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Data democratization demands good governance

  • Posted on June 11, 2019
  • Estimated reading time 5 minutes
data democratization

In C-suites across the world a comedy and a tragedy are playing out that are hindering good decision making. The CMO steps up to present with a beautiful set of charts built by his data science team. The CFO objects that the calculations of revenue in the CMO’s presentation don’t align with her own. The COO looks sheepishly at his primitive spreadsheet extracts while the GM for a major division looks peevishly at the CIO, who hasn’t yet prioritized her new reports and keeps trying to avoid eye contact. There is a huge missed opportunity for the enterprise as the C-team all have such separate lenses on “what is truth.”

Data democratization
We live in a golden age of analytics with the costs to collect and store data dropping rapidly. At the same time many products have been introduced that allow businesspeople a greater ability to access and visualize this data to make a decision or to communicate an important idea. This trend, data democratization, is to be encouraged and embraced. Data democratization represents a great cultural shift from gut-feel decision making, enabled by leaders like Microsoft with Power BI, which leverages many of the skills business users developed over the past two decades using Excel. However, poorly executed, democratization potentially gives rise to self-selection of data that simply reinforces gut-feel decisions.

In the best hands these types of tools elevate the level of C-suite communication and decision-making. If this standard isn’t consistently used by all divisions and functions, however, it can lead to confusion or an arms race for fancier visualizations. In the hands of an inexperienced analytics and visualization team, it can mean that data is misrepresented, bad decisions are reached and faith in the decision-making processes of the company is diminished.

The role of the CIO
In some companies the CIO has taken a leadership role and set the pace for analytics adoption. In far too many, however, he or she has either been outpaced by stakeholders’ ability to build teams and adopt tools or, worse yet, has gained a reputation as an obstacle to be overcome.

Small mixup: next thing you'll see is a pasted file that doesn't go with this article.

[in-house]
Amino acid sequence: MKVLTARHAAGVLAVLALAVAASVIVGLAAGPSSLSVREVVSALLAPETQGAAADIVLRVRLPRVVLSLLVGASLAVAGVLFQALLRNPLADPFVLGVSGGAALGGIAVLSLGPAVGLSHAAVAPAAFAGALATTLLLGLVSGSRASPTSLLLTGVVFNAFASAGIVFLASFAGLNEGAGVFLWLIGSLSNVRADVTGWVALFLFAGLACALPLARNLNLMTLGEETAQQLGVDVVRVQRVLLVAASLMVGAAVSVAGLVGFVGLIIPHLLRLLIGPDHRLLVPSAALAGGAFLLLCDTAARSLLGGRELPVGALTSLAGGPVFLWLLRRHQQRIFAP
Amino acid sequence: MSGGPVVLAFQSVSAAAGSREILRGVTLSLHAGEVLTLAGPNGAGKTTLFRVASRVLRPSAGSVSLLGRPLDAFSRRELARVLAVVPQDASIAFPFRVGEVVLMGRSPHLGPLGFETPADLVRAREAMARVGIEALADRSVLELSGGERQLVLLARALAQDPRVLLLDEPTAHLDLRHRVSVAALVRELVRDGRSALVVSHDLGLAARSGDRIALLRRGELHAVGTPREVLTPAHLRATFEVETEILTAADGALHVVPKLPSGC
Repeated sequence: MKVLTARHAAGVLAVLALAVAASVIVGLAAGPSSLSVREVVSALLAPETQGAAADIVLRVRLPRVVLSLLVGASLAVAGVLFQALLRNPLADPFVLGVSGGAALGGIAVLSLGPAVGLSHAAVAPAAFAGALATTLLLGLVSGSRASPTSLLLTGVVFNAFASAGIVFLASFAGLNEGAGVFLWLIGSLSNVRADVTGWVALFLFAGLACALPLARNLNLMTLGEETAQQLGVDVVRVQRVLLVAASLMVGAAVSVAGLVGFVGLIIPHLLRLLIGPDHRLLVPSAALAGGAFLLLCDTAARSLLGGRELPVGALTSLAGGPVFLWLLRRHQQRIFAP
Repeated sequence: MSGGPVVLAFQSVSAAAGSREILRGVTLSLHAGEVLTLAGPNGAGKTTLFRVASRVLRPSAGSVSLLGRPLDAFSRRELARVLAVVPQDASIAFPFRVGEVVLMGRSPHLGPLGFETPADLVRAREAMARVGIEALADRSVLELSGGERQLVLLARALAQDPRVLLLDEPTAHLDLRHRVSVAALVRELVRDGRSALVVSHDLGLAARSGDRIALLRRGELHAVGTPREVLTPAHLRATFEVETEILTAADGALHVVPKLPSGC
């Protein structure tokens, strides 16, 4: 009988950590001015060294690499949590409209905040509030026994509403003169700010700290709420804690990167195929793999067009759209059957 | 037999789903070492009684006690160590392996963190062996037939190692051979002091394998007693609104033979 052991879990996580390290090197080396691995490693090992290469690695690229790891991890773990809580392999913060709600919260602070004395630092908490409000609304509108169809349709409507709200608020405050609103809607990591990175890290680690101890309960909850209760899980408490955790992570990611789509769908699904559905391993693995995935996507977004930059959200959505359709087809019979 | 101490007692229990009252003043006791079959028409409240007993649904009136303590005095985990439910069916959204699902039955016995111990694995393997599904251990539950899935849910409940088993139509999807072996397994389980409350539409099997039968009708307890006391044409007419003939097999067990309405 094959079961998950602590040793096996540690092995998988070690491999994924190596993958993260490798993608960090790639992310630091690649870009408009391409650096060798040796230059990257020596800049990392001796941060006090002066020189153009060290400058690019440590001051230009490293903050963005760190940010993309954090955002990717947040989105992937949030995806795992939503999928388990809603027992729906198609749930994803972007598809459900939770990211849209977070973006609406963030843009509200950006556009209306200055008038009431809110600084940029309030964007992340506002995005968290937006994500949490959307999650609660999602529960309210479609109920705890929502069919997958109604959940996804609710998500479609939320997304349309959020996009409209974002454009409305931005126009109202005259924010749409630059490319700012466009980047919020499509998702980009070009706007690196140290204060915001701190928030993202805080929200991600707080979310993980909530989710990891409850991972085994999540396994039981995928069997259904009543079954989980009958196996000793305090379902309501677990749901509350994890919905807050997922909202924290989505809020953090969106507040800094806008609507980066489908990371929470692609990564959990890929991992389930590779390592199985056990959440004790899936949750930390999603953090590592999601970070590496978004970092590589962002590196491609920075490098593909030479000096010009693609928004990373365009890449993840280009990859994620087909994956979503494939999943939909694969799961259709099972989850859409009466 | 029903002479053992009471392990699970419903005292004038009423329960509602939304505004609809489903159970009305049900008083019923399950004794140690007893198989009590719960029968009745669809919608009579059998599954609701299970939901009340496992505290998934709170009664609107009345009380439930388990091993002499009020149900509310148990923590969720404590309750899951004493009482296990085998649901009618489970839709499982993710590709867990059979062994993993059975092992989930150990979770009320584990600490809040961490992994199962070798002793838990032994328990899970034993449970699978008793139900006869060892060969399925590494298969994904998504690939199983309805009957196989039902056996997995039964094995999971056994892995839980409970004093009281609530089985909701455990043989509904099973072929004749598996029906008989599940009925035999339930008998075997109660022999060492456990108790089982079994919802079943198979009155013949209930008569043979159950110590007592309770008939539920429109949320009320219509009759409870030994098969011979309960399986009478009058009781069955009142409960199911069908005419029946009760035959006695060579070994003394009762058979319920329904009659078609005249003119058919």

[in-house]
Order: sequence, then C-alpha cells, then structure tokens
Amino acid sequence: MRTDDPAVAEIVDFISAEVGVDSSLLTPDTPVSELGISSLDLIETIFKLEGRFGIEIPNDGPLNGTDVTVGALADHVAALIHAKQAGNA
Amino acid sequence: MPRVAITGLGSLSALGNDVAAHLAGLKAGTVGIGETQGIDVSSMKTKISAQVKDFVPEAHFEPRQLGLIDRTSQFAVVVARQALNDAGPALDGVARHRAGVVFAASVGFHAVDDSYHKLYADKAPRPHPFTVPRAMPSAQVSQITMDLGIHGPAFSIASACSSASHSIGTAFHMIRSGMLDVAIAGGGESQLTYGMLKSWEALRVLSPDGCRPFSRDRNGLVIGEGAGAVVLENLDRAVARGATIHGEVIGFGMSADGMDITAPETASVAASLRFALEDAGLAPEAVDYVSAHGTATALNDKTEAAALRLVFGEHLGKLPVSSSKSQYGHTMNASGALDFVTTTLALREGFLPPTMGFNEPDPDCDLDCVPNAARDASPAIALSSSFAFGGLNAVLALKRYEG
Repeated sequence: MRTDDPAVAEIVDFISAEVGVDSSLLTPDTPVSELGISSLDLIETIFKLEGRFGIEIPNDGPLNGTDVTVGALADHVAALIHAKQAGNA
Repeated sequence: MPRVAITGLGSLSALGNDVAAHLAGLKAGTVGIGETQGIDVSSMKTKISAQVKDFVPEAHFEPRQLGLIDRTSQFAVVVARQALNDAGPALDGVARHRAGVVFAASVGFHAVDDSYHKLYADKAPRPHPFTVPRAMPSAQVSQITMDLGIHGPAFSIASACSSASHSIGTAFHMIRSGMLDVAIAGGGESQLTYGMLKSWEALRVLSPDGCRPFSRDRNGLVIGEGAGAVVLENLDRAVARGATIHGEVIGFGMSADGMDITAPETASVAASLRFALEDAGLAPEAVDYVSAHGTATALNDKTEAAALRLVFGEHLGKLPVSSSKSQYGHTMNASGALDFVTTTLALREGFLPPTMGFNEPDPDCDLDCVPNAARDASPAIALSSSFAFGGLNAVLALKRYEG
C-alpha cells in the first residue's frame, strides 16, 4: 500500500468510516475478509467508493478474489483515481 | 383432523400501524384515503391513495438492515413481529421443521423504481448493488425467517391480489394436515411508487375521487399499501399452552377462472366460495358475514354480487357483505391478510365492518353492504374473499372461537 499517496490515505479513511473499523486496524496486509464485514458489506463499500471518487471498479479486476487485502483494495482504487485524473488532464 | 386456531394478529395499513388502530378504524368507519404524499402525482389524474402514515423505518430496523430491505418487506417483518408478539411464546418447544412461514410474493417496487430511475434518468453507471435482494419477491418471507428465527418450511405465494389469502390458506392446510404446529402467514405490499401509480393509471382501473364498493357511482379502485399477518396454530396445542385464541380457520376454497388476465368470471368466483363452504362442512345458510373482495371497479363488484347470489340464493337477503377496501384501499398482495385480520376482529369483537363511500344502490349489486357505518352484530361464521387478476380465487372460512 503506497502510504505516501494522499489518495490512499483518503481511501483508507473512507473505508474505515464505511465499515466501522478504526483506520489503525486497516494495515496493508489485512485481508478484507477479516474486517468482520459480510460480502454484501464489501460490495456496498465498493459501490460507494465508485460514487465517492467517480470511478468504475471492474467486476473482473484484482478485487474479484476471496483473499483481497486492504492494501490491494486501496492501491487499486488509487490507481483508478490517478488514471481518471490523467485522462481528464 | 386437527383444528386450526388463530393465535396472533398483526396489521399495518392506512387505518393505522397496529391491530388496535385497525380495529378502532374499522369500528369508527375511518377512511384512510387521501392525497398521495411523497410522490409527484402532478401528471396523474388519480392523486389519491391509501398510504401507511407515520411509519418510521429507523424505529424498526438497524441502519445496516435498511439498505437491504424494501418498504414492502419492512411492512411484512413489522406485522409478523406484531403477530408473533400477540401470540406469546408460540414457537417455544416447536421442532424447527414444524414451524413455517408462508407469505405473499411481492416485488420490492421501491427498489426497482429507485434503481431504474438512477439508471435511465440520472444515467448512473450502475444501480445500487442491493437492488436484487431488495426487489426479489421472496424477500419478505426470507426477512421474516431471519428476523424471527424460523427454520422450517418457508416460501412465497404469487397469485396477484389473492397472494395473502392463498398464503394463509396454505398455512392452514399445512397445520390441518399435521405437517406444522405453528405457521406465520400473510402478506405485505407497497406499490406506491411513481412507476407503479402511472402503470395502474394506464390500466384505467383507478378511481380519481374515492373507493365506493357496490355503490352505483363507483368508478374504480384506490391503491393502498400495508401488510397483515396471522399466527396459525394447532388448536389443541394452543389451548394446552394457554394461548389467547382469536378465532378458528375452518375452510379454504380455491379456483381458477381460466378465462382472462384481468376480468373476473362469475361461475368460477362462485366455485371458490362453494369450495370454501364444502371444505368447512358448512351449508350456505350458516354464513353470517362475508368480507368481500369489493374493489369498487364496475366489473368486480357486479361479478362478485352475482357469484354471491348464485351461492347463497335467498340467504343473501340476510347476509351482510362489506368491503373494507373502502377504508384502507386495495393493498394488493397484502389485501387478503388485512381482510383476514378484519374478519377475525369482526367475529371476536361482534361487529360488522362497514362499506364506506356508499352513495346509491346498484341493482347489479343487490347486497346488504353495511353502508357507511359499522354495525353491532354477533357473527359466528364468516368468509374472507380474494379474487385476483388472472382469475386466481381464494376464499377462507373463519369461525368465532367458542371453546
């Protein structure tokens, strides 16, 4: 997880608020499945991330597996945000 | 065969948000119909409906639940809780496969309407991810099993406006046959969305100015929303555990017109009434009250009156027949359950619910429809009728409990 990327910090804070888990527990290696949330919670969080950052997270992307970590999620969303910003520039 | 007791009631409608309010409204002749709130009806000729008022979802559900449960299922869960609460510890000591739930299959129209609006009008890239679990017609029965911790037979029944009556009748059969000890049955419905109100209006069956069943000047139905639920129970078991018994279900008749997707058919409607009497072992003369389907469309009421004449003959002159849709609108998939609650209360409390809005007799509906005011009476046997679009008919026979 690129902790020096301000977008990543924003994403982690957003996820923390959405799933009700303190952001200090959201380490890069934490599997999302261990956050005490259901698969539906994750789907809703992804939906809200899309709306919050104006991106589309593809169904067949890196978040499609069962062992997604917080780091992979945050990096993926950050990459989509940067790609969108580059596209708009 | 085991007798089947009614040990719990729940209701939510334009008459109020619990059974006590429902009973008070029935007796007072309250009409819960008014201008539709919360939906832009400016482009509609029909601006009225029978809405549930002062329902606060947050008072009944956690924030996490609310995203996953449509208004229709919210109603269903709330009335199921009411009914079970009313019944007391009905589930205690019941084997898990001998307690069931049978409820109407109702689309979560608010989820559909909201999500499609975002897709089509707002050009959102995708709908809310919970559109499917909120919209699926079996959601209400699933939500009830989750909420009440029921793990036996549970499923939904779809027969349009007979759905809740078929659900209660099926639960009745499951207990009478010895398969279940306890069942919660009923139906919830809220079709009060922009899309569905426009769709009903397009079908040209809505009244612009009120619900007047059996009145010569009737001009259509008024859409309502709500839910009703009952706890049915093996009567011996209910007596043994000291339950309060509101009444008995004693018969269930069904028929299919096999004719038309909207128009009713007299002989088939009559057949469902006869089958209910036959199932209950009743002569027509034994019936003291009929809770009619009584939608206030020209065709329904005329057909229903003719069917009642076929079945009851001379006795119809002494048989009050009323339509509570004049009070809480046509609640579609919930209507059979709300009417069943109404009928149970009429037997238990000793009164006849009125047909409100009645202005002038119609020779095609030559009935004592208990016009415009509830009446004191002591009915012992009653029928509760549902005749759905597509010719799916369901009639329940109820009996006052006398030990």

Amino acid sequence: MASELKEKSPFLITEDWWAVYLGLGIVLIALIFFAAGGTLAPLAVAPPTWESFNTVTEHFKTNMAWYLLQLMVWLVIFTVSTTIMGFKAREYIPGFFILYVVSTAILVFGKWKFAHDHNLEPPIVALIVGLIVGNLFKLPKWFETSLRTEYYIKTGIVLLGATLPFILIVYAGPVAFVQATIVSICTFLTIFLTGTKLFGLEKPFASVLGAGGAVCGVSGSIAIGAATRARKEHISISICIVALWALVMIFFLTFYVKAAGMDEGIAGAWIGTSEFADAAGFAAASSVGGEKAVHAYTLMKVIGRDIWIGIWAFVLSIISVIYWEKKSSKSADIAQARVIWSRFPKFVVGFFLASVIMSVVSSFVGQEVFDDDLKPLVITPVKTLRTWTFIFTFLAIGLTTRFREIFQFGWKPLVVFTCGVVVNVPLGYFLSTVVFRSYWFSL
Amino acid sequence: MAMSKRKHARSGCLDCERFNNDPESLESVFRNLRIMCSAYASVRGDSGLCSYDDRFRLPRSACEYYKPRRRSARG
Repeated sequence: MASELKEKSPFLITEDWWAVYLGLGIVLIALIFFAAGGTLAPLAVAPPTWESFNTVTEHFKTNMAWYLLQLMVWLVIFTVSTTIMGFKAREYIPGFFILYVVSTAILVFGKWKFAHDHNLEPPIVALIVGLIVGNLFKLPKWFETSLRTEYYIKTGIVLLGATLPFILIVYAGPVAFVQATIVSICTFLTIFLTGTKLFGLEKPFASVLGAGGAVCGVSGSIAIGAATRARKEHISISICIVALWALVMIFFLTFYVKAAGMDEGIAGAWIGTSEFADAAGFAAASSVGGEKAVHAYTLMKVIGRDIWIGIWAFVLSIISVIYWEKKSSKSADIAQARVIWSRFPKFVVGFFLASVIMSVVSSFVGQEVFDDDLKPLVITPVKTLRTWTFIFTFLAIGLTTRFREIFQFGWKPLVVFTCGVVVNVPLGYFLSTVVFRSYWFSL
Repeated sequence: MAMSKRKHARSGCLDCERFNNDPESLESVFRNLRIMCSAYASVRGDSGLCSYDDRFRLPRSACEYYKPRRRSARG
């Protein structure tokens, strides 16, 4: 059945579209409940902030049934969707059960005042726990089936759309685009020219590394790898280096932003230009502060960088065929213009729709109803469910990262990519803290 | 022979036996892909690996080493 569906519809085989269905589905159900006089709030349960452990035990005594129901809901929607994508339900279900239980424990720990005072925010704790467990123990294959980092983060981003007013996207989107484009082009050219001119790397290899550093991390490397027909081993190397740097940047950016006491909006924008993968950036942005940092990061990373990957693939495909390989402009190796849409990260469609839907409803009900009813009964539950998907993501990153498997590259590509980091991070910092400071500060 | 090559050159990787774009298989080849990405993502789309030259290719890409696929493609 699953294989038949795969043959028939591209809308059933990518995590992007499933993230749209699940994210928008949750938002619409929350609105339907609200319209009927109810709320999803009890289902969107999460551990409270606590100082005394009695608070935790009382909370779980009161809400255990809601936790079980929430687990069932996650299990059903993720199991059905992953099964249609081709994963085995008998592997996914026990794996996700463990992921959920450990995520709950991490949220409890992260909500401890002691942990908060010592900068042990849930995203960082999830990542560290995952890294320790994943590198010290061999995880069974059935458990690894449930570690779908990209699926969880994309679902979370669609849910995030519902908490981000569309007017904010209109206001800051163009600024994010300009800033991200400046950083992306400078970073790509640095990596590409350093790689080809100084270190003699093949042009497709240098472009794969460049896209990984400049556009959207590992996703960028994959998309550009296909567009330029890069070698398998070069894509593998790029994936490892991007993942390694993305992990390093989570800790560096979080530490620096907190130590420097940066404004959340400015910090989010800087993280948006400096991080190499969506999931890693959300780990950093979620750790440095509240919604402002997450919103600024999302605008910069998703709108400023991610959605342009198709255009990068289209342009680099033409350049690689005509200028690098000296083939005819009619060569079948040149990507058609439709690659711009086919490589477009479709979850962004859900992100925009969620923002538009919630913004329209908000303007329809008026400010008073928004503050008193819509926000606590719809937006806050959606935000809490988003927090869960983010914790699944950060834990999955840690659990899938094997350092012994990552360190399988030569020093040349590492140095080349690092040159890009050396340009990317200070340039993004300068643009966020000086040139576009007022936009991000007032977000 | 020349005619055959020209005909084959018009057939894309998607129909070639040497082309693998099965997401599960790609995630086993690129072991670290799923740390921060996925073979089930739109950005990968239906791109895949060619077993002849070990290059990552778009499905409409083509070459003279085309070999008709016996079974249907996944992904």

Companies lose a great deal when their CIOs aren’t central to their analytics strategy and adoption. As the keeper of the company’s systems of record, the CIO and his or her team are ideally positioned to play the role of data steward over the most granular enterprise information, ensuring that data sources are valid and that data models are used consistently across the business. The CIO is also uniquely positioned to create a community of interest or a center of excellence where data analysts and data scientists can share approaches and develop their skills. These organizational constructs can veer between physical and virtual, permanent and transient, but a guiding hand is required to help the business and IT understand their purposes, objectives and operating model.

Data governance
To fully resolve the dilemma of democratization - getting the benefits of the trend without a descent into chaos - companies need to take a step back and carefully reconsider their holistic data governance strategies.

There are five key areas that need examining:

  • Funding and business cases. Data-centric decision-making done with best practices is a cultural shift for many organizations. There needs to be an implicit or explicit understanding that everything from front-line to executive decisions are better when supported by data